Assistant Research Professor
Impact bombardments in the first 800 million years of solar system's history fundamentally affected terrestrial planets. Effects of intense impact fluxes include changes in surface morphology, alteration of surface chemical composition via delivery of exogenous materials, melt mixing and differentiation, primordial atmospheric compositions and densities, and perhaps the overall thermal structures of terrestrial planets.
The key to understanding the inner solar system during this seminal epoch may lie in deciphering the lunar bombardment record. To help achieve this goal, we set the following objectives:
1) Greatly expand current numerical models of the thermal effects of impact bombardments. In particular, integrate the existing thermal model with a new class of physical models that quantitatively investigate the evolution of cratered terrains on silicate crusts.
2) Apply the new integrated model to the thermal evolution of Earth's Moon in the effort to "reverse engineer" its bombardment record as revealed by spacecraft observations, lunar samples, and meteorites. Ion microprobe analyses of lunar zircon and apatite grains by collaborator Mojzsis will play a key role in constraining the models.
3) Perform rapid testing of the physical and thermal consequences of bombardments predicted by the Nice-2 dynamical model, currently under development by collaborator Levison.
Once the lunar bombardment history is better established, we will model the effects of impact bombardments to Mars and Mercury. The Mars model will be additionally constrained by known size-frequency distributions of impact craters in the martian highlands, as well as new studies of previously unrecognized impact basins. The Mercury model will be additionally constrained by MDIS imager data from the three MESSENGER fly-bys of Mercury, currently available via the Planetary Data System.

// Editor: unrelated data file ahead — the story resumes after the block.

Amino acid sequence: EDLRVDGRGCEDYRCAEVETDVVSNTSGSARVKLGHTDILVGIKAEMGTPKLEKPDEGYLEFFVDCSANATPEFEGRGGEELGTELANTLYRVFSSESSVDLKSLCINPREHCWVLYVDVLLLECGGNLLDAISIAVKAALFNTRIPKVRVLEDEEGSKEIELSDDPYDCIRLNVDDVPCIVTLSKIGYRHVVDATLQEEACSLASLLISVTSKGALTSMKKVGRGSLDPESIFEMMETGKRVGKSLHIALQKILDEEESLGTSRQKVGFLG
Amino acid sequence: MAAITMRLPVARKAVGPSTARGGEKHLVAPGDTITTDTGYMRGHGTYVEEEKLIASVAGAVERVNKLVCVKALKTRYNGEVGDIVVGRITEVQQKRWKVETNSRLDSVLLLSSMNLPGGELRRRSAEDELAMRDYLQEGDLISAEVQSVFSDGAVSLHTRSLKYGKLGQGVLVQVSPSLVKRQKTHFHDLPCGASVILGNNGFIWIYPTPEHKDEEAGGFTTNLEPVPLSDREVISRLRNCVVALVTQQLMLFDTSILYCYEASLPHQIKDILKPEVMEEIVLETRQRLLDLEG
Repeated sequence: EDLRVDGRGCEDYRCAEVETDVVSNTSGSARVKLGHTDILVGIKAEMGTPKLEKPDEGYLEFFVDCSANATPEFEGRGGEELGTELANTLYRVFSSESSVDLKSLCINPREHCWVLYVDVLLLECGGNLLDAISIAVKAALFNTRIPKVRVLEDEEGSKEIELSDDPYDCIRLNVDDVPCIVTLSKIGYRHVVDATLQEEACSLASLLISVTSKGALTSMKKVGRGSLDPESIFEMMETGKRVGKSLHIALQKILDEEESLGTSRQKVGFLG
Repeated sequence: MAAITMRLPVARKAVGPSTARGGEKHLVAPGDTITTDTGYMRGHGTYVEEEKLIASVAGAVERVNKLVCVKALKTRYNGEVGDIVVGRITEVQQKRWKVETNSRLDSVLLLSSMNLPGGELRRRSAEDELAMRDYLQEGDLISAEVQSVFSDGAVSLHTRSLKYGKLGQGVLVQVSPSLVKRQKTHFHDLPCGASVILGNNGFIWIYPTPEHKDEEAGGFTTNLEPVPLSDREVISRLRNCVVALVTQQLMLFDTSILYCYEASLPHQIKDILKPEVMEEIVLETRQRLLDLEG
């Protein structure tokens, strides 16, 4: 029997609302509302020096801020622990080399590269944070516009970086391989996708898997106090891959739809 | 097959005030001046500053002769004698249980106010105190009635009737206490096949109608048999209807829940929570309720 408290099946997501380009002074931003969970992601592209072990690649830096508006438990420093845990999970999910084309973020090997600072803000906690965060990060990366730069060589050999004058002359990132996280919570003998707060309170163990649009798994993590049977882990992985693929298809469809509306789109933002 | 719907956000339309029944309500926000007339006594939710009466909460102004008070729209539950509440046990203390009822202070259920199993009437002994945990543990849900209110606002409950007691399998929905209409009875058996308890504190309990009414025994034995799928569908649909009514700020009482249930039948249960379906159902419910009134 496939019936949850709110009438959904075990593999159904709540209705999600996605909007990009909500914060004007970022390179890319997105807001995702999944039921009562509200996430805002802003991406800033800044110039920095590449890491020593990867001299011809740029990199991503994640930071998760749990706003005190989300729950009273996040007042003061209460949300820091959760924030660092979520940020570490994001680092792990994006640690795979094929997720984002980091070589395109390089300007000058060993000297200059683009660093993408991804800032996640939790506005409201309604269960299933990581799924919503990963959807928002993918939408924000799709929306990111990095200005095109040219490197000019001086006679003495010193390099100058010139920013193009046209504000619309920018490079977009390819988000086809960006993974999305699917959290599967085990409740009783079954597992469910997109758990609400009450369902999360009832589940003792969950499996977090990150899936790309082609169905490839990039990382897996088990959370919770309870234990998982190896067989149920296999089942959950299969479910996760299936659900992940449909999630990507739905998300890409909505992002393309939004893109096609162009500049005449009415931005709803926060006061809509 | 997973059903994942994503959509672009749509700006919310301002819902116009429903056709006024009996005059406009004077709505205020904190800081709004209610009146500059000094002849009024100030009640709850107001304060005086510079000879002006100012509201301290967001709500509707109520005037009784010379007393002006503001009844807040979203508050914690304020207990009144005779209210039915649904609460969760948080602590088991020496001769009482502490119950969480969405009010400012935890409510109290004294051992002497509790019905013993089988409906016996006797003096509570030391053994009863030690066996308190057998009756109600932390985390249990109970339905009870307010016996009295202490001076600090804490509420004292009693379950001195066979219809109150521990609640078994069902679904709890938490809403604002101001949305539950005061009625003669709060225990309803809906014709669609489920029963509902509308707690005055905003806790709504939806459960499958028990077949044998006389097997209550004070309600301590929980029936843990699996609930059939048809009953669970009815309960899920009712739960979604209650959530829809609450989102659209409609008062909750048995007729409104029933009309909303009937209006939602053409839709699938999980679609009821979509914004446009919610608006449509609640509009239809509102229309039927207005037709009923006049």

To accomplish these goals, we intend to make use of two exiting numerical modeling tools: (i) a three-dimensional simulation of the thermal effects of impact bombardments based on HEATING, a general-purpose, finite-difference heat transfer program written and maintained by Oak Ridge National Laboratory, and (ii) Cratered Terrain Evolution Model, a computer code developed by Co-I Richardson to model the physical evolution of heavily cratered terrains on terrestrial planets. The thermal model is verified by observations at terrestrial impact craters, as well as hydrocode simulations, and the physical model is verified by observations of heavily cratered terrains on the Moon.
This work will pay particular attention to a putative spike in the number of impact events at ~3.9 Ga dubbed the Late Heavy Bombardment (LHB), but other bombardment scenarios will be examined as well.
This proposal is highly relevant to the Planetary Geology and Geophysics program goal of "synthesis, analysis, and comparative study of data that will improve the understanding of the extent and influence of planetary geological and geophysical processes on the bodies of the Solar System." Replacing the general "geological and geophysical processes" with a more specific "impact processes" in the above sentence succinctly describes the goal of this proposal. More specifically, the proposed work will make a significant contribution to the knowledge of the impact history of the Moon, and, by extension, other terrestrial planets. It will also contribute to the knowledge of thermal histories of terrestrial planets, particularly their crusts. Estimates of the extent of crustal age resetting by impact events have wide-ranging implications to the radiometric ages of planetary surfaces. Additionally, it will supply initial conditions to a new set of models that evaluate effects of large impacts on mantle convection and core dynamos. Finally, this work will weigh in on the LHB vs. uniform decline debate through model testing and comparison with observations.